Definition of money table

The table reserved for games played for money or the best table in the house. This table is always of better quality and regularly maintained. Money tables are most commonly reserved for big action.

24 Random Essential Billiards Terms

When the object ball lies behind another ball which makes it impossible to be struck by the cue with a direct hit.
Also simply maximum. In snooker, the highest break attainable with the balls that are racked; usually 147 points starting by potting fifteen reds, in combination with blacks, and clearing the colours. Also called a 147 (one-four-seven). In six-red snooker, the maximum break is only 75 points, due to fewer red balls and thus fewer black-scoring opportunities.
In snooker, the highest-value colour ball on the table, being worth seven points. In some (especially American) snooker ball sets it is numbered "7" on its surface.
The black ball (usually numbered "8") in the eight-ball variant game blackball (and its variants); also the common British term for the slightly larger but otherwise identical 8 ball in a kelly pool set (a.k.a. American or WPA pool set).
A slang term for a cue, usually used with "piece", as in "that's a nice piece of wood".
A pocket; usually used in disgust when describing a scratch (e.g., "the cue ball's gone down the sewer").
One-on-one game play.
A bank shot that follows a Z shaped pattern as it bounces off of two rails.
A game that basically cannot be lost based on disparity of skill levels; "this game is a lock for him."
Cut Throat is a game of pocket billiards created to support three or five players. Balls are assigned to each player, and the purpose is to sink all the opponent's balls first to eliminate the other players.
British term referring to the base or metaphorical "feet" of a ball that rattles in the jaws of a pocket before eventually dropping. Usually said of an object ball for which the intention was to pot it.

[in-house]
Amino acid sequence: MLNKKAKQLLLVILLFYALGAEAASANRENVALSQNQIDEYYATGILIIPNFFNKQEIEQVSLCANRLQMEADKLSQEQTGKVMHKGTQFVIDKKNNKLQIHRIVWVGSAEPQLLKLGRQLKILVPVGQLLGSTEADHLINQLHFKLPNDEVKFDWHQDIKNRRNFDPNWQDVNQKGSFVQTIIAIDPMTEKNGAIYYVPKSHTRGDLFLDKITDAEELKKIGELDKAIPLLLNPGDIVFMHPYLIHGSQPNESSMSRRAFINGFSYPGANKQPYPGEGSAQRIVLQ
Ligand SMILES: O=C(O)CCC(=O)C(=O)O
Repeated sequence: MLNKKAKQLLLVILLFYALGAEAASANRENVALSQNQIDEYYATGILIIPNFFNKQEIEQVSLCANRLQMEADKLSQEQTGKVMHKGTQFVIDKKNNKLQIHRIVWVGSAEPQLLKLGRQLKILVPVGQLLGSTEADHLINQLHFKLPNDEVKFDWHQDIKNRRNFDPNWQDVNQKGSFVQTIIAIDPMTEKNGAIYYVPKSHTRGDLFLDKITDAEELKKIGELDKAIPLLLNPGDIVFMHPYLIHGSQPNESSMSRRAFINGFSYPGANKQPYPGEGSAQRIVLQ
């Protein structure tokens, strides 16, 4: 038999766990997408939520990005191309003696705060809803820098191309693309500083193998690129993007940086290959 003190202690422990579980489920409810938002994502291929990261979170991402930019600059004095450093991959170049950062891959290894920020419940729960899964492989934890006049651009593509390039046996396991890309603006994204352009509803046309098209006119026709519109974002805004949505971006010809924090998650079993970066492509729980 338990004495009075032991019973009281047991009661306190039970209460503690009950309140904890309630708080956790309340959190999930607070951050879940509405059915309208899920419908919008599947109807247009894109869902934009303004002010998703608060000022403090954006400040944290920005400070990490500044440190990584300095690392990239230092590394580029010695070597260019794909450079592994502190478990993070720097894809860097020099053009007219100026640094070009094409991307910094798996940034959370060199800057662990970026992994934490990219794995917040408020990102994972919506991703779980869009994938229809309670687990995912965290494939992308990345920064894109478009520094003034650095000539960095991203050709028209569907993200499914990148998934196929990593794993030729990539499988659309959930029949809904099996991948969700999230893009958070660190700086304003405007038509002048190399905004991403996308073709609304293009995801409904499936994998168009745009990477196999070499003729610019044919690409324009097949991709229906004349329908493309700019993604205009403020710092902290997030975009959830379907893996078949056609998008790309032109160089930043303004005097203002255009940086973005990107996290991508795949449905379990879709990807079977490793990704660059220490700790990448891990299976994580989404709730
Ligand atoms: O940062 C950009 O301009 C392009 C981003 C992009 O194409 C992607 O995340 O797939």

A bank shot is when the shooter (player) bounces the cue ball or the object ball (after it is hit by the cue ball) off a rail in an attempt to make the shot. A successful bank shot will result in sinking the object ball or a defense that will make it very difficult for the opponent to attempt their shot.
This is placed on a ball by hitting it slightly below center. This action makes the ball travel in a motion against its originally hit direction.
To contact the chosen object ball in such a way to make it bank off a rail before being pocketed.
Billiard Congress of America. The official governing body for pocket billiards in the United States.
(Chiefly U.S.) Side spin (english) placed on a same side of the cue ball as the direction in which the object ball is being cut (left-hand english when cutting a ball to the left, and vice versa). In addition to affecting cue ball position, inside english can increase throw.
This is the imaginary line that a ball would need to follow in order for it to result in an effective bank shot.
This playing to a number less than eight in a game of one pocket.
This is a certain type of system used to determine who plays first in the next game. These methods are not synonymous with pool skills, and are more along the lines of flipping a coin, paper-rock-scissors, or drawing straws.
Also last pocket. A common rule in informal bar pool, especially bar/pub eight-ball, in which the money ball must be pocketed (potted) in the same pocket as the shooter's last object ball (each player may be said to eventually "own" a pocket, for the duration of the game, in which their 8 ball shot must be played if they have already run out their suit). The variant is not extremely common in the United States or the UK, but is near-universal in much of Latin America (where two cue ball scratches are permitted when attempting the 8 ball shot and count as simple fouls, with only a third scratch constituting a loss of game). Last pocket is also common in North Africa. Last-pocket rules require careful position play, and frequently result in bank and kick shots at the 8 ball.
Extreme application of draw. This when the draw back of the cue ball is your first priority, and you apply extra draw to the hit of the cue ball.
A pool cue designed for breaking. Along with sometimes having unusual weight or balance to build maximum speed for the cue ball, some break cues have stiffer shafts and special breaking cue tips to transfer energy more efficiently to the cue ball.
An intentionally amateurish stroke to disguise one's ability to play.
This is the highest number of consecutive points scored during an inning of continuous pool play.
A term applied especially in snooker for a type of double off three cushions, e.g. around the baulk colours and into a centre pocket. Such a shot is very difficult to make and would not normally be played as anything more than a shot for nothing.